Bourbon said on its website that due to this spiraling insecurity upgraded security procedures were immediately implemented in conformity with the Safety Management System of Bourbon and the charterer. “The safety cell at Bourbon Interoil Nigeria Ltd, together with Bourbon Offshore Corporate management in Marseilles, are monitoring the situation on a minute-by-minute basis.”

    “Bourbon ships temporarily immobilised in the secured ports continue everyday operations alongside. This decision to suspend transit in the Bonny River does not affect the offshore oil zones in which Bourbon and others continue to operate normally.”

    Meanwhile GAC Nigeria reports that a force majeure has been declared at Forcados Terminal due to a damaged export line and community disturbances. The force majeure came into effect on Friday 11 January to allow repairs to be carried out.



    Merger of Hapag-Lloyd and TUI on the cards

    A legal merger of German travel operator TUI AG and its independent shipping subsidiary Hapag-Lloyd now looks certain, according to German reports which said the merger would take place during 2008.

    In the event of a merger the head office of the group would move from Hanover to Hamburg, where Hapag-Lloyd is based.

    TUI is the parent company of Hapag-Lloyd, one of the larger container lines which in 2005 took over CP Lines, which in turn had acquired the interests of Lykes Line, a regular caller to South and East Africa for more than half a century. There has also been talk of a merger between Hapag-Lloyd and Neptune Orient Line, South East Asia’s largest container carrier although this has not been confirmed. Last year rumours surfaced that AP Moller-Maersk was about to make an offer for Hapag-Lloyd but this came to nothing at the time – although as someone once pointed out, everyone is for sale for the right price.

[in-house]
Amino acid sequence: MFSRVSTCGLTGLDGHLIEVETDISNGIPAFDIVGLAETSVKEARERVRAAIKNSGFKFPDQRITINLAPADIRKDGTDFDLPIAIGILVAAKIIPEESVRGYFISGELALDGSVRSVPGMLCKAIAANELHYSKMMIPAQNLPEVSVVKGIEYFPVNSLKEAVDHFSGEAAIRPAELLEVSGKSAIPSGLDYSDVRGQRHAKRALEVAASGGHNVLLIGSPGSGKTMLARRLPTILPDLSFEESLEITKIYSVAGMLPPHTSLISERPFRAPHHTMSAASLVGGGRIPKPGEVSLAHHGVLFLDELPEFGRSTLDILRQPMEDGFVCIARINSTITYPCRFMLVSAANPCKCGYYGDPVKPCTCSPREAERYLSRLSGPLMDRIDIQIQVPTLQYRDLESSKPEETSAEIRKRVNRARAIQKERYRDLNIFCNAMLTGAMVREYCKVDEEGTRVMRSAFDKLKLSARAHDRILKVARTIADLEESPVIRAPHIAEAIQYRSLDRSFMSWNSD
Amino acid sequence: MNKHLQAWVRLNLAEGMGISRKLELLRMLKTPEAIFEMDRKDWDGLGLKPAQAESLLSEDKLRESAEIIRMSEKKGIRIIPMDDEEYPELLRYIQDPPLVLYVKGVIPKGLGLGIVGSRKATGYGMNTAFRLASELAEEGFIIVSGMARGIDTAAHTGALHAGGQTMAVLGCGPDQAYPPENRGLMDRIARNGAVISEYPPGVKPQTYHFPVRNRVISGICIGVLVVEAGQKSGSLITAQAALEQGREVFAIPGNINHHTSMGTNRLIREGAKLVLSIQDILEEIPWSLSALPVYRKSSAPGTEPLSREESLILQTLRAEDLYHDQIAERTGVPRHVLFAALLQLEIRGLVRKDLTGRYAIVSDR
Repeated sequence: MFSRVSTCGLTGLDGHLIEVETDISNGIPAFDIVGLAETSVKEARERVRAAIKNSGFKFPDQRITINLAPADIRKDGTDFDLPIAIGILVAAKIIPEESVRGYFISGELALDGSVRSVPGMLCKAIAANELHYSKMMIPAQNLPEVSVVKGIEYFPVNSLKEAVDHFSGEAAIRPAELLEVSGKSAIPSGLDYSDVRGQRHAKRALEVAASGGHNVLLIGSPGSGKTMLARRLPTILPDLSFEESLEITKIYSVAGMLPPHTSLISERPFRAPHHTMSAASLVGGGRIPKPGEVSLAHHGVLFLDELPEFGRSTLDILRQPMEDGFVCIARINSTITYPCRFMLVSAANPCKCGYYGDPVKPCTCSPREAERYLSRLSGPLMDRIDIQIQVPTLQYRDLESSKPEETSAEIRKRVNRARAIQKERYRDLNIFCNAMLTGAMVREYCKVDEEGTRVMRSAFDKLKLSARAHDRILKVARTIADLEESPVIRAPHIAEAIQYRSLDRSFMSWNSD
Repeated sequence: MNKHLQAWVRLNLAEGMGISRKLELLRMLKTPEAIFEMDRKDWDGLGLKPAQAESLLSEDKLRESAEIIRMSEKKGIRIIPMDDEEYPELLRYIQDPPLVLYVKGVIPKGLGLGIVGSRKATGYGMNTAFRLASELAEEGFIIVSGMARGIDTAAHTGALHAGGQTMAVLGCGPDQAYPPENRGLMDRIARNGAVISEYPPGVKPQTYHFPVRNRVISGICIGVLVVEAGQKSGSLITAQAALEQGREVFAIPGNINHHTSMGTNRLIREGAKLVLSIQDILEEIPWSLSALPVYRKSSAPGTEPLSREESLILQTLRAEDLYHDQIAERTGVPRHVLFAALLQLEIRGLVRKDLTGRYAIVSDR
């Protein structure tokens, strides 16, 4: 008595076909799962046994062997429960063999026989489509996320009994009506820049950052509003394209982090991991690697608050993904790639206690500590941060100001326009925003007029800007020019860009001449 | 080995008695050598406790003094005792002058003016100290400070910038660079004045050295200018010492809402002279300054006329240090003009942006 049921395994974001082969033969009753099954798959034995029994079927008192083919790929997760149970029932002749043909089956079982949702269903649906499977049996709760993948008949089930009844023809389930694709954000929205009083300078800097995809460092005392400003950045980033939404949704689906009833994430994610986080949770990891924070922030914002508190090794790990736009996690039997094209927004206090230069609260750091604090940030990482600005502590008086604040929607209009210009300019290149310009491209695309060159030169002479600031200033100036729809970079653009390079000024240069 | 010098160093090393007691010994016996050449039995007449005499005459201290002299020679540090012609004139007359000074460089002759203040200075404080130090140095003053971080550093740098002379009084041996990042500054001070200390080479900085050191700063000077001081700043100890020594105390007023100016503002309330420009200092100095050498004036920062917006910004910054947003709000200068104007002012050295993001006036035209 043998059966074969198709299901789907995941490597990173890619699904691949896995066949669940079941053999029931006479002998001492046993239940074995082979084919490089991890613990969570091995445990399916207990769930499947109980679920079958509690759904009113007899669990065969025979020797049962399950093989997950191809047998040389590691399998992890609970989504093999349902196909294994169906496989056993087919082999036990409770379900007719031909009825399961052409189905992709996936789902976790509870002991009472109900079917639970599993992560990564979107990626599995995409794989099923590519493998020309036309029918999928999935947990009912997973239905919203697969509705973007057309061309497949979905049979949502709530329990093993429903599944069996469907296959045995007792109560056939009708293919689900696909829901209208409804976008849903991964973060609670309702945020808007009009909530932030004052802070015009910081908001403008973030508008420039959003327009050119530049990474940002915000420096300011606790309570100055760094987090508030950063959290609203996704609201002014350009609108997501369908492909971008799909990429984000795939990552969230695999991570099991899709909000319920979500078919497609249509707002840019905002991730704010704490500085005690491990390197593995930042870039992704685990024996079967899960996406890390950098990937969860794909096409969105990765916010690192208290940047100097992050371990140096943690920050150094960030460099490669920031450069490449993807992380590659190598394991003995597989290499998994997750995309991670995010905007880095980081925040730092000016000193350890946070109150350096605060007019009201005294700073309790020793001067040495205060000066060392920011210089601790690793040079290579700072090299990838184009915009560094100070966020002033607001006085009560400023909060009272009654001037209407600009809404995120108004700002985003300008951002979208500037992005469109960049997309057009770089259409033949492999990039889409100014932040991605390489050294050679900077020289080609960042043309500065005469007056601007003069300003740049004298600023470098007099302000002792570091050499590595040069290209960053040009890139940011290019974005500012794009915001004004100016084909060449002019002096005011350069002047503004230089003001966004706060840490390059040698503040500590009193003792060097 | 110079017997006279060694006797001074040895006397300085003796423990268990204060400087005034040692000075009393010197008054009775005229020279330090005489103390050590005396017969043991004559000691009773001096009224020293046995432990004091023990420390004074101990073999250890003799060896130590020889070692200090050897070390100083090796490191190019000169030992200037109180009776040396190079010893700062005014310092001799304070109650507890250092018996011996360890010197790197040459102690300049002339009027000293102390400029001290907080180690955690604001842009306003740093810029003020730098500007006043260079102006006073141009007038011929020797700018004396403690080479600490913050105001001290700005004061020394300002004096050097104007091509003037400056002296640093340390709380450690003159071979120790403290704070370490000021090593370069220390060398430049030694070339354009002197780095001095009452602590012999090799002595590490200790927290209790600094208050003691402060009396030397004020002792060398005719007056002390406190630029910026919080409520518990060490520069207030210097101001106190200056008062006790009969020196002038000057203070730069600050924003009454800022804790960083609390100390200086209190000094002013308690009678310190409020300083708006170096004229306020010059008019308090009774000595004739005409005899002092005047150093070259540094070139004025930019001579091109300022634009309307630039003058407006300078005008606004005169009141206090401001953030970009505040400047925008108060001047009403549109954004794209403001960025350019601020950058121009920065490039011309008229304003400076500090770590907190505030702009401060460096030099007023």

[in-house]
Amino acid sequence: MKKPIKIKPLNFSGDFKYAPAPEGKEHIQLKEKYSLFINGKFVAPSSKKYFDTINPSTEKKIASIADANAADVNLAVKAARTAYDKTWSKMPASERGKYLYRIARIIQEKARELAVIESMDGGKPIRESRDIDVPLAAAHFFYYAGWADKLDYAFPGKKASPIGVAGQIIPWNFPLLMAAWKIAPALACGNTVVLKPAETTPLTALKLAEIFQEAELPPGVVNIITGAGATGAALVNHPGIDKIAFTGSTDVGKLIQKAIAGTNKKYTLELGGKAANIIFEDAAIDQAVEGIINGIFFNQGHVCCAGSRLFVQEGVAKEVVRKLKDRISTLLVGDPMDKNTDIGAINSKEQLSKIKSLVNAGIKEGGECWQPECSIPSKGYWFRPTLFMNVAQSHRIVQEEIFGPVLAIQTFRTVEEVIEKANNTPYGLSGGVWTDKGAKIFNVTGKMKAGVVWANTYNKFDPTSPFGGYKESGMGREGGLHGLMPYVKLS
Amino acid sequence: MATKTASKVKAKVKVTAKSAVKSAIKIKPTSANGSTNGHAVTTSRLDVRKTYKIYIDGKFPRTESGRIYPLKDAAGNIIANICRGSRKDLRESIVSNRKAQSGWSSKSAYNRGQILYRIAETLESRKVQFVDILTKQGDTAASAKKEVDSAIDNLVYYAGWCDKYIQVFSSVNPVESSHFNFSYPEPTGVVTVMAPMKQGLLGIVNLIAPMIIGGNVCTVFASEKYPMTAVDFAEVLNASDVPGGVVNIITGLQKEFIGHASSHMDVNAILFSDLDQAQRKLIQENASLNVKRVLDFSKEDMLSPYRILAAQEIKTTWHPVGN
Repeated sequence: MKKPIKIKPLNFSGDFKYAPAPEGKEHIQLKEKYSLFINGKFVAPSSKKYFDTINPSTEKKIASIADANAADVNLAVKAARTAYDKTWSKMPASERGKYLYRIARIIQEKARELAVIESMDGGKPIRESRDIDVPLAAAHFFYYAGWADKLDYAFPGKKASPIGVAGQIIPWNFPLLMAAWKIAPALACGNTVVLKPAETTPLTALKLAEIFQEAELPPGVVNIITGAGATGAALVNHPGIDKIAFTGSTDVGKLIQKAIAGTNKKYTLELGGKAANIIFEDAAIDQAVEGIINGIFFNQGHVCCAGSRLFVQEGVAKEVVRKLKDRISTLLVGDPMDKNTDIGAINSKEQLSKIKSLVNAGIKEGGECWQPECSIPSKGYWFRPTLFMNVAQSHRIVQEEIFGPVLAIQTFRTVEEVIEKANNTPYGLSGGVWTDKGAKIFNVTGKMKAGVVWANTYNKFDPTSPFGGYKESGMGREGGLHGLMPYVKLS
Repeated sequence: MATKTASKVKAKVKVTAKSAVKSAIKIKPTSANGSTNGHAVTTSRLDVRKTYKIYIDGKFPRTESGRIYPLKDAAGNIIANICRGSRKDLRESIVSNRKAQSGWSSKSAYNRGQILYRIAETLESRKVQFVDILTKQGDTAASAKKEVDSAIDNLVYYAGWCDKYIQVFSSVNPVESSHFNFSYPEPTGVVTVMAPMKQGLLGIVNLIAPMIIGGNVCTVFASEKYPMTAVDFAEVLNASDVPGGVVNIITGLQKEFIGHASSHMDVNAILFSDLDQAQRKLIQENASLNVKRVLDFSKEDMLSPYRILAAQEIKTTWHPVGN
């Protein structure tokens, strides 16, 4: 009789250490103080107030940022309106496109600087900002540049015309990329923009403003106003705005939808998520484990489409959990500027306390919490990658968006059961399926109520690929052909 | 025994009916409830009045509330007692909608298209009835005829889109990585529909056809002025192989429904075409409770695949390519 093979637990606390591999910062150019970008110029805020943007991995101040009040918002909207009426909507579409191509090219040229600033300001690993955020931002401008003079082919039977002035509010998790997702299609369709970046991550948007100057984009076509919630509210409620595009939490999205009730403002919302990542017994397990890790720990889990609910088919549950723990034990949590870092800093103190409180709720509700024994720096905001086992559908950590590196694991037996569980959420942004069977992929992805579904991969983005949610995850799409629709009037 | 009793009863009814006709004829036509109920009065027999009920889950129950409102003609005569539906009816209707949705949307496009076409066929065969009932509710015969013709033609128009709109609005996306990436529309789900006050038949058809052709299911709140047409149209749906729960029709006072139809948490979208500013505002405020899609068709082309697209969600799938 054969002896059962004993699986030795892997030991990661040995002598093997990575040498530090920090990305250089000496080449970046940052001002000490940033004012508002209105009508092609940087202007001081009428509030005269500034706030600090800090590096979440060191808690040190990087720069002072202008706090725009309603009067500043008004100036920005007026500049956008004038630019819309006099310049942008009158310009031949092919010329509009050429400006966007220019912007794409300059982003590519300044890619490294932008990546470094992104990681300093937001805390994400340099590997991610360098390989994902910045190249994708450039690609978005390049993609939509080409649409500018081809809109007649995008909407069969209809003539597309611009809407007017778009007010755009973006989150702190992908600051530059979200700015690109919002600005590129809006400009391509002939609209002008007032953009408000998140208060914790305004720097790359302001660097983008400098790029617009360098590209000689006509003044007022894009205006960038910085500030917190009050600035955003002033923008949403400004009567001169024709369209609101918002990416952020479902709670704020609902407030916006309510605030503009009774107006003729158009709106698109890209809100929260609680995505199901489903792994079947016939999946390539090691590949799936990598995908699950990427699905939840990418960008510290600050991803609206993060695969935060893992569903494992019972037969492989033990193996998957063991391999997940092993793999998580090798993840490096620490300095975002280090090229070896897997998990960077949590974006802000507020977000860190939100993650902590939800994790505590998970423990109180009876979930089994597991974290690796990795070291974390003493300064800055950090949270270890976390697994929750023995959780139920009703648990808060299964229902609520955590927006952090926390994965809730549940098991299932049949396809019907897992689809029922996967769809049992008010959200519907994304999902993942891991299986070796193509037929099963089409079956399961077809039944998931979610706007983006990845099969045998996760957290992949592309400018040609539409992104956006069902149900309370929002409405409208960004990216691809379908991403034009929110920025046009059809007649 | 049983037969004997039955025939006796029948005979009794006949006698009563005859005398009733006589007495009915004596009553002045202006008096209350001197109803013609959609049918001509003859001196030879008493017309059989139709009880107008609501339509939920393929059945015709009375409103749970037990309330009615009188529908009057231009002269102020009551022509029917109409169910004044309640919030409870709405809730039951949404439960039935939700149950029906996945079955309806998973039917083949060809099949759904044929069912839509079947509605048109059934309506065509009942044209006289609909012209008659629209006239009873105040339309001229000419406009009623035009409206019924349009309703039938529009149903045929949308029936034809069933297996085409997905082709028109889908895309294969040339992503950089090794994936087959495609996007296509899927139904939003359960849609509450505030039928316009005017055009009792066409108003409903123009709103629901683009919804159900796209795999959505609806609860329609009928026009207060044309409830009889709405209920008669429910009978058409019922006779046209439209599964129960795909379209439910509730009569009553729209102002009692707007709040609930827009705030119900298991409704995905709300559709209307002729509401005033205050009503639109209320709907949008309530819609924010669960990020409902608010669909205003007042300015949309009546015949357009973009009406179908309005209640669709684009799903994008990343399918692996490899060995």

Earnings at Hapag-Lloyd have not been healthy since the takeover of CP Ships, which left the shipping company as the fourth largest container carrier thanks in part to its acquisition of the Anglo-Canadian company.

    The legal merger between parent company TUI and Hapag-Lloyd is seen by some as an effort to avoid the splitting of the tourist and shipping group. But others say the move is designed by TUI chief executive Michael Frenzel as a defence strategy aimed at making hostile takeovers more difficult. By stressing the importance of shipping it would also reduce the group’s exposure to tourism.

    Other analysts say they cannot see the difference whether the companies are linked more strongly or remain as they are.



    Work advances on Cameroon shipyard

    Construction of the Limbe Shipyard in Cameroon is now half complete, says the director-general of Cameroon Shipyard and Industrial Engineering Ltd, CNIC, Zaccheus Forjindam.

    Forjindam said that marine dredging works as well as the 700-metre long breakwater had been completed and handed over to CNIC in May last year. As a result of the progress the shipyard was already bustling with activity, including oil rigs which have arrived at Limbe for maintenance.

    According to the CNIC the main purpose of the new Limbe shipyard is to provide an ultra-modern and suitable industrial facility for the repair and refurbishment of oil rigs. Only one of the oil rigs received by CNIC for maintenance has been repaired at Douala, with the balance going to the new Limbe site. Four rigs are due to arrive this month for repairs and maintenance.

    Over the years, CNIC's growth in this sector has been handicapped by operational constraints inherent at the Douala Port: shallow draft, long and narrow access channel, turbid waters rendering underwater inspection impossible, limited open spaces for work and dispersed operational sites, says the company in a statement.